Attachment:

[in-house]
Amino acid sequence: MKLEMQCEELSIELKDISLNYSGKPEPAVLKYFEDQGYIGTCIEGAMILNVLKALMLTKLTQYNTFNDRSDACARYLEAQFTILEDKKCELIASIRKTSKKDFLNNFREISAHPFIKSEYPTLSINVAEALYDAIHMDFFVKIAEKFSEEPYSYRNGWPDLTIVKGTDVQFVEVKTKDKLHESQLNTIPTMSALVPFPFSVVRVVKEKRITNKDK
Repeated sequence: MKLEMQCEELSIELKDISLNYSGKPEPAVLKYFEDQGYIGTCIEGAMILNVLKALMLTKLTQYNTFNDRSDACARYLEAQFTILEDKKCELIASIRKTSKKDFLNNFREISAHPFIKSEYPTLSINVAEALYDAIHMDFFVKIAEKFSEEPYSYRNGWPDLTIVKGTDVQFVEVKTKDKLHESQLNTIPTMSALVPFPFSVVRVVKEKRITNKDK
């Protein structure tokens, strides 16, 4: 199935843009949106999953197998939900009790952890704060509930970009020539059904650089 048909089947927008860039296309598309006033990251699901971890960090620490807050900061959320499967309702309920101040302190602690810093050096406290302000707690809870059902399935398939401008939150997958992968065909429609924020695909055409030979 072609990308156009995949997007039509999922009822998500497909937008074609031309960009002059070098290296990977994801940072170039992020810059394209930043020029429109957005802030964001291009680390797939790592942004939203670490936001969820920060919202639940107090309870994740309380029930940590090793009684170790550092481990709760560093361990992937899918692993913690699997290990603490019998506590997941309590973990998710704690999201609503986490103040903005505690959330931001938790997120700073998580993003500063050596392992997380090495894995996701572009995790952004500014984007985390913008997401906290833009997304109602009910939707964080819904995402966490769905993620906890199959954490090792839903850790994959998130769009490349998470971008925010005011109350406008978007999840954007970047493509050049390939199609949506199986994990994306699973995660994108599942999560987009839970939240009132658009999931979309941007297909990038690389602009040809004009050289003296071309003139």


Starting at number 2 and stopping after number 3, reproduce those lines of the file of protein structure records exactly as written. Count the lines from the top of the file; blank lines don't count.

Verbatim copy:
Amino acid sequence: MKLEMQCEELSIELKDISLNYSGKPEPAVLKYFEDQGYIGTCIEGAMILNVLKALMLTKLTQYNTFNDRSDACARYLEAQFTILEDKKCELIASIRKTSKKDFLNNFREISAHPFIKSEYPTLSINVAEALYDAIHMDFFVKIAEKFSEEPYSYRNGWPDLTIVKGTDVQFVEVKTKDKLHESQLNTIPTMSALVPFPFSVVRVVKEKRITNKDK
Repeated sequence: MKLEMQCEELSIELKDISLNYSGKPEPAVLKYFEDQGYIGTCIEGAMILNVLKALMLTKLTQYNTFNDRSDACARYLEAQFTILEDKKCELIASIRKTSKKDFLNNFREISAHPFIKSEYPTLSINVAEALYDAIHMDFFVKIAEKFSEEPYSYRNGWPDLTIVKGTDVQFVEVKTKDKLHESQLNTIPTMSALVPFPFSVVRVVKEKRITNKDK